A bone cyst is a fluid-filled hole that develops inside a bone. They can occur at any age, butmost oftenaffect children and young adults.

Bone cysts don't usually cause any symptoms. They are not cancerous and they do not usually pose a serious threat to health.

However, large cysts can cause a bone to weaken, making it morelikely tofracture (break).This cancause problems such as pain, swelling,or not being ableto move or put weight on a body part.

Unicameral bone cysts

Unicameral bone cysts are the most common type of bone cyst. They can develop anywhere in the body, although most cases involve either the upper arm orthigh.

The condition tends to affect younger children between 5 and 15 years of age. Boys are abouttwice as likely to have unicameral bone cysts as girls.

The exact cause ofunicameral bone cysts is unknown, but a leading theory suggests they may occur due to problems with the drainage of interstitial fluid from growing sections of bone.

Aneurysmal bone cysts

Aneurysmal bone cysts are a rarer type of bone cyst where the bone contains a pocket of blood.They can also develop anywhere in the body, but most often affect the legs, upper arms, pelvis or spine.

Most cases affectchildren and young peopleaged between 10and 20. It's thought thataneurysmal bone cysts may beslightly more common in females than males.

The exact cause of aneurysmal bone cysts is not clear. They may occur because of an abnormality in the blood vessels inside affected bones, which develop as a result of a previous injury or anon-cancerous growth inside the bone.

Diagnosing bone cysts

Bone cysts can usually be diagnosed by looking at an X-ray of the affected bone. This will highlight any hollow cavities or fractures in the bone.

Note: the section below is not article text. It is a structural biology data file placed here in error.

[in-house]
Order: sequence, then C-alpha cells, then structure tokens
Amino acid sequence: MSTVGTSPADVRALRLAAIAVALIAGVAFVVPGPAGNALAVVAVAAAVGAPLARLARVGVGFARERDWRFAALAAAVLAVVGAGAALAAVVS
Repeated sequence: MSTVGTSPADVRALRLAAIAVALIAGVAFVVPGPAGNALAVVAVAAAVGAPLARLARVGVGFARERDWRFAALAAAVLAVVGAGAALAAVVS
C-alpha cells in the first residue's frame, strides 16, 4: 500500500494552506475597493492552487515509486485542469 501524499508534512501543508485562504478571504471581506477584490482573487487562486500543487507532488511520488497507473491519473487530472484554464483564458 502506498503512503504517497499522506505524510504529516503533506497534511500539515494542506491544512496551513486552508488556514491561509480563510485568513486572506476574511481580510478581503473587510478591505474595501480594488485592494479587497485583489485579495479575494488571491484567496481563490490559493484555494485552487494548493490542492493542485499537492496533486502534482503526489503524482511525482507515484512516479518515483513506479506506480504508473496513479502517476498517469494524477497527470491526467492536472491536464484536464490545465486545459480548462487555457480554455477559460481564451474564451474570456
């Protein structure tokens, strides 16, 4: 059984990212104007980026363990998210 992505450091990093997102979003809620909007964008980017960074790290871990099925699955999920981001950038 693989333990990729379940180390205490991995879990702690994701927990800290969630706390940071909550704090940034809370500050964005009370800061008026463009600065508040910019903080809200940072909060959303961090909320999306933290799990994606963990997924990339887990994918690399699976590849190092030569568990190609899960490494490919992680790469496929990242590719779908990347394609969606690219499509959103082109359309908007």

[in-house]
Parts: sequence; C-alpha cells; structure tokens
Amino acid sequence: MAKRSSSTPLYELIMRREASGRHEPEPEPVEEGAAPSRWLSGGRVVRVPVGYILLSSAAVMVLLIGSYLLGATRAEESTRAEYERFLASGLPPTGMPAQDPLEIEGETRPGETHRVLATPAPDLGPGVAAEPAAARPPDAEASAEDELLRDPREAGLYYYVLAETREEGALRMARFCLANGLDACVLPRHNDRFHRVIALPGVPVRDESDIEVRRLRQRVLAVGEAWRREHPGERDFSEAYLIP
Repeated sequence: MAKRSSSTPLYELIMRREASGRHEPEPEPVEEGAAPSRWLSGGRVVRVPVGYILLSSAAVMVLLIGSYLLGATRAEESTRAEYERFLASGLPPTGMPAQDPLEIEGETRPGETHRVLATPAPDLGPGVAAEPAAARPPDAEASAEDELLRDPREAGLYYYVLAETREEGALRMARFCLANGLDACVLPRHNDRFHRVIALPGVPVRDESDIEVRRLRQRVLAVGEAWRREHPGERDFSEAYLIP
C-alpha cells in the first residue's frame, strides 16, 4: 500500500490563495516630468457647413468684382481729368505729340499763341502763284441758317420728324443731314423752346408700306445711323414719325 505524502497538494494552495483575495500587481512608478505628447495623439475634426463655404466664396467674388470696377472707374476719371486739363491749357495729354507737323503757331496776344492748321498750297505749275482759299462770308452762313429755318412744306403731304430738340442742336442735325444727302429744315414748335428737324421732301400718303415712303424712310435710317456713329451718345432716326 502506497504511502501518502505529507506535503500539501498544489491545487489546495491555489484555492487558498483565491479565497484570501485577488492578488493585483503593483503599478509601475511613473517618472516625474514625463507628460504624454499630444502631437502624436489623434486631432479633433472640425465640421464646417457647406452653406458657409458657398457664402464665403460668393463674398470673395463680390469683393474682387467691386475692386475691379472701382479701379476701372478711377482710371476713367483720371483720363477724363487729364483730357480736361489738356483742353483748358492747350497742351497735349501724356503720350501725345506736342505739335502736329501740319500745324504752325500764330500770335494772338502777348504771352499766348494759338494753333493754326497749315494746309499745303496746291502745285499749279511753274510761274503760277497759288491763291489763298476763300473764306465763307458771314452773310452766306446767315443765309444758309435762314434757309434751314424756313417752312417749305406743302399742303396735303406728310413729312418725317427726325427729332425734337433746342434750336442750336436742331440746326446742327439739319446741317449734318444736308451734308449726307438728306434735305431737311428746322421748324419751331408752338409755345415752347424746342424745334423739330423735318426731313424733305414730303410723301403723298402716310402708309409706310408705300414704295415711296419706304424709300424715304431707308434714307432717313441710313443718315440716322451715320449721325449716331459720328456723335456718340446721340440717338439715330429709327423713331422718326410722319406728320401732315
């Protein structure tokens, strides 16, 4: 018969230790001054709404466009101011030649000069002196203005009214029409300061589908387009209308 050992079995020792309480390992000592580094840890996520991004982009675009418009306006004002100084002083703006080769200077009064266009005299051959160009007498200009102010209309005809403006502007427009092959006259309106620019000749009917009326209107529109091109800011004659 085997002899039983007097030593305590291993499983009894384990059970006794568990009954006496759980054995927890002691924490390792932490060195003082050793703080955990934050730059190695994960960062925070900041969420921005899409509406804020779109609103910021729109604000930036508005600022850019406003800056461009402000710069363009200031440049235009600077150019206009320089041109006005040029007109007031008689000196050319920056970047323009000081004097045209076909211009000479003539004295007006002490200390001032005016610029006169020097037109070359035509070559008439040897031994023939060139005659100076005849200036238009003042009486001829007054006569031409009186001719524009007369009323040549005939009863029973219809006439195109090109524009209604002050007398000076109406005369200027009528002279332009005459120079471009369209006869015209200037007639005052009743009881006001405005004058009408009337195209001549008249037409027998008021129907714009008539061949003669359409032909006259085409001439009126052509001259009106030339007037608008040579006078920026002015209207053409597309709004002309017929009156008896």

In many cases, a bone cyst will only be discovered by chance whenX-raysare used to diagnose an unrelated condition, orafteran affected bone has fractured.

A computerised tomography (CT) scan , a magnetic resonance imaging (MRI) scan , and/or a biopsy (where a sample of fluid is removed from the bone with a needle and tested) may sometimes be carried out to confirm the diagnosis.

How bone cysts are treated

Many bone cysts will eventually heal without the need for treatment and won't cause long-term problems particularlyunicameral bone cysts in children, which will usually disappear by the time they stop growing.

If a bone cyst does not get better, or if treatment is recommended to help reduce the risk of a fracture, several options may be available.

For example, steroid medicationcan be injected into the bone to encourage the cyst to heal. If this doesn't help, surgery may be needed to drain the fluid and fill the hole with chips of bone.

There is a significant chance of the cyst recurring after treatment, so you may need to have regular X-rays for a few yearsafterwards to look for signs of the condition returning.


Content supplied by the NHS Website

Medically Reviewed by a doctor on 22 Aug 2016